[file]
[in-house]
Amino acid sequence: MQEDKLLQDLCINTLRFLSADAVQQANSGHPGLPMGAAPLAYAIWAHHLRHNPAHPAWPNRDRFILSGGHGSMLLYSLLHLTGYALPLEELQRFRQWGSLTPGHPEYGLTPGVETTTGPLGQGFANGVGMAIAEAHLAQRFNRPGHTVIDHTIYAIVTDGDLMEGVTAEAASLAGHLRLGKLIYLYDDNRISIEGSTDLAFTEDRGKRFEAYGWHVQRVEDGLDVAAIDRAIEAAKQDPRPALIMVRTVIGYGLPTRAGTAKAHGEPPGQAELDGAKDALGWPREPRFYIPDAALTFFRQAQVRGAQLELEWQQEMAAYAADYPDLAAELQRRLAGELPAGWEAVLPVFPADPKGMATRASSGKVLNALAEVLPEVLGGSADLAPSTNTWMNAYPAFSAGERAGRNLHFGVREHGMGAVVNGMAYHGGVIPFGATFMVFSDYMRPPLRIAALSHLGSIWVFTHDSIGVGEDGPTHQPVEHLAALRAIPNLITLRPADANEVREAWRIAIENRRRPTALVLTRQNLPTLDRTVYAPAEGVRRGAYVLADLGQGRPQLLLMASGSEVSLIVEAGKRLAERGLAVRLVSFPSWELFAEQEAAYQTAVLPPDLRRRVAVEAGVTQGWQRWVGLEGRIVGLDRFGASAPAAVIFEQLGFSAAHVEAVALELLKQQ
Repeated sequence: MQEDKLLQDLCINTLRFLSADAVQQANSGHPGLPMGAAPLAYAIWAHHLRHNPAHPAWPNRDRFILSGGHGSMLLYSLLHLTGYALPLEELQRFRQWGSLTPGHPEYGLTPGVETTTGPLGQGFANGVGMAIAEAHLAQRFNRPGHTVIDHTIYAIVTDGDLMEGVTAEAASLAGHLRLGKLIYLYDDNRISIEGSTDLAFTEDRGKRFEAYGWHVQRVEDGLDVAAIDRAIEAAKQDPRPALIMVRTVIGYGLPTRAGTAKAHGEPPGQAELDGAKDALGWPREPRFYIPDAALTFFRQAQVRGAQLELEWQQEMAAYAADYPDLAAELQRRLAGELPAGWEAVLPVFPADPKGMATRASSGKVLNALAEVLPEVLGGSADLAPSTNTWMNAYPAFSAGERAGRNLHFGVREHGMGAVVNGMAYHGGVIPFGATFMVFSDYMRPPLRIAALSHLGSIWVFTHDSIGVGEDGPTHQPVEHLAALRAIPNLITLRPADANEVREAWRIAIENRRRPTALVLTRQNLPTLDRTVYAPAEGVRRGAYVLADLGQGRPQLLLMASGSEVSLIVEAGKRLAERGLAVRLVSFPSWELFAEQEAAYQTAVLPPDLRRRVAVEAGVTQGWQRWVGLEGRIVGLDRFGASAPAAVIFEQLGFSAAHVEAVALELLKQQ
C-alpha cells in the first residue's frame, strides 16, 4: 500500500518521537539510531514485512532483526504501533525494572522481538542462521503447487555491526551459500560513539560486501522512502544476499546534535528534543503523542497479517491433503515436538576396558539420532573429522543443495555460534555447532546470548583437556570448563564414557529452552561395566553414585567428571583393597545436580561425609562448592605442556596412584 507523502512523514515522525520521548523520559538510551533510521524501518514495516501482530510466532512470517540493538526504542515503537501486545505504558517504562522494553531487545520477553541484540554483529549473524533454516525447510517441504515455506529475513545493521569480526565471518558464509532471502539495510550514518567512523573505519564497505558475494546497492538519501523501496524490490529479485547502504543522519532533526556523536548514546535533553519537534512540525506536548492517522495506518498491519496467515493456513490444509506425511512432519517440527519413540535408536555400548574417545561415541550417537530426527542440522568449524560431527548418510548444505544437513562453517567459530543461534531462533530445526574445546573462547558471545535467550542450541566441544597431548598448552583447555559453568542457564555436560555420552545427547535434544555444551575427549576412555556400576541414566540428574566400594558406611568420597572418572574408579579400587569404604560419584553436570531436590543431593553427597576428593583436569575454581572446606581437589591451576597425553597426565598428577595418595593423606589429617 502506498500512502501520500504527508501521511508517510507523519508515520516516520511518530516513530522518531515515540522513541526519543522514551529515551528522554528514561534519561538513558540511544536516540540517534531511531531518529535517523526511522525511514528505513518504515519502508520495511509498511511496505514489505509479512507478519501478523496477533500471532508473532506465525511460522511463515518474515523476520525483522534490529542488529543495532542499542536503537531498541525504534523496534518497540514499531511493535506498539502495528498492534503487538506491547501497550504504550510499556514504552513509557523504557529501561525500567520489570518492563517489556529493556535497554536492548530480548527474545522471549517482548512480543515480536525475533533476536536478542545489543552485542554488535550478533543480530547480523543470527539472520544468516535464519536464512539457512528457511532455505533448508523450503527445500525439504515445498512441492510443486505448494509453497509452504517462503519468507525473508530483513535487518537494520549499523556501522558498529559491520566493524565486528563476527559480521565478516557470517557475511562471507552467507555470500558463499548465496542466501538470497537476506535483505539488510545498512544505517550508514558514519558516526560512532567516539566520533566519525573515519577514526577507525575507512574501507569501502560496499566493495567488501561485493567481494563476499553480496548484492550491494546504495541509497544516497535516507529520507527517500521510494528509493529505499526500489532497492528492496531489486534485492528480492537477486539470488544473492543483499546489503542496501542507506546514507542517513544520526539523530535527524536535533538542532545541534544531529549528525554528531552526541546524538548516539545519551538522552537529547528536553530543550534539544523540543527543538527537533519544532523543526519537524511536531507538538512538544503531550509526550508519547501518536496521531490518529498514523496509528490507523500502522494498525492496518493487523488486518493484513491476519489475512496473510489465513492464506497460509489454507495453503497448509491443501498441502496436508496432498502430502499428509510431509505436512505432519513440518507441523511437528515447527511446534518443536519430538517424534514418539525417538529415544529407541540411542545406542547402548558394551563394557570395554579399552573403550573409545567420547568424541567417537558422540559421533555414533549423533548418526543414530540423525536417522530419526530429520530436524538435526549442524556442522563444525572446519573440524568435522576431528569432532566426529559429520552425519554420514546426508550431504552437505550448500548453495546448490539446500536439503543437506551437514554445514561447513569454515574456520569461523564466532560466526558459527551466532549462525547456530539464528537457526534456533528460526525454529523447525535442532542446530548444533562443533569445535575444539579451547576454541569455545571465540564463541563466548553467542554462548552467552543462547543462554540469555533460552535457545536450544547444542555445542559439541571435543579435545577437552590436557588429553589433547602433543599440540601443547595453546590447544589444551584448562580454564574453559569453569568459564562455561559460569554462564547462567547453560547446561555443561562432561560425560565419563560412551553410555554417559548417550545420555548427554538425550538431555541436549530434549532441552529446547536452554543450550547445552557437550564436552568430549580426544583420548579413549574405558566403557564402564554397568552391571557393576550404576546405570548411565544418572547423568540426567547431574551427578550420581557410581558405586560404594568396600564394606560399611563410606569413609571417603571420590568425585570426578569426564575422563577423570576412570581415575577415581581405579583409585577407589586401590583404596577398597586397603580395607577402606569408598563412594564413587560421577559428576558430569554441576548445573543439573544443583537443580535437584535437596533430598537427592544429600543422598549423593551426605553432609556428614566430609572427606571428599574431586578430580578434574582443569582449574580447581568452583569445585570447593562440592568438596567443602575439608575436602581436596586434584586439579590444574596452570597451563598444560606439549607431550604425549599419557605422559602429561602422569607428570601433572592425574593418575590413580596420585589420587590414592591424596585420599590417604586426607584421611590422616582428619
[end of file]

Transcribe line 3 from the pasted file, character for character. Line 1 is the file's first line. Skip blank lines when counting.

Repeated sequence: MQEDKLLQDLCINTLRFLSADAVQQANSGHPGLPMGAAPLAYAIWAHHLRHNPAHPAWPNRDRFILSGGHGSMLLYSLLHLTGYALPLEELQRFRQWGSLTPGHPEYGLTPGVETTTGPLGQGFANGVGMAIAEAHLAQRFNRPGHTVIDHTIYAIVTDGDLMEGVTAEAASLAGHLRLGKLIYLYDDNRISIEGSTDLAFTEDRGKRFEAYGWHVQRVEDGLDVAAIDRAIEAAKQDPRPALIMVRTVIGYGLPTRAGTAKAHGEPPGQAELDGAKDALGWPREPRFYIPDAALTFFRQAQVRGAQLELEWQQEMAAYAADYPDLAAELQRRLAGELPAGWEAVLPVFPADPKGMATRASSGKVLNALAEVLPEVLGGSADLAPSTNTWMNAYPAFSAGERAGRNLHFGVREHGMGAVVNGMAYHGGVIPFGATFMVFSDYMRPPLRIAALSHLGSIWVFTHDSIGVGEDGPTHQPVEHLAALRAIPNLITLRPADANEVREAWRIAIENRRRPTALVLTRQNLPTLDRTVYAPAEGVRRGAYVLADLGQGRPQLLLMASGSEVSLIVEAGKRLAERGLAVRLVSFPSWELFAEQEAAYQTAVLPPDLRRRVAVEAGVTQGWQRWVGLEGRIVGLDRFGASAPAAVIFEQLGFSAAHVEAVALELLKQQ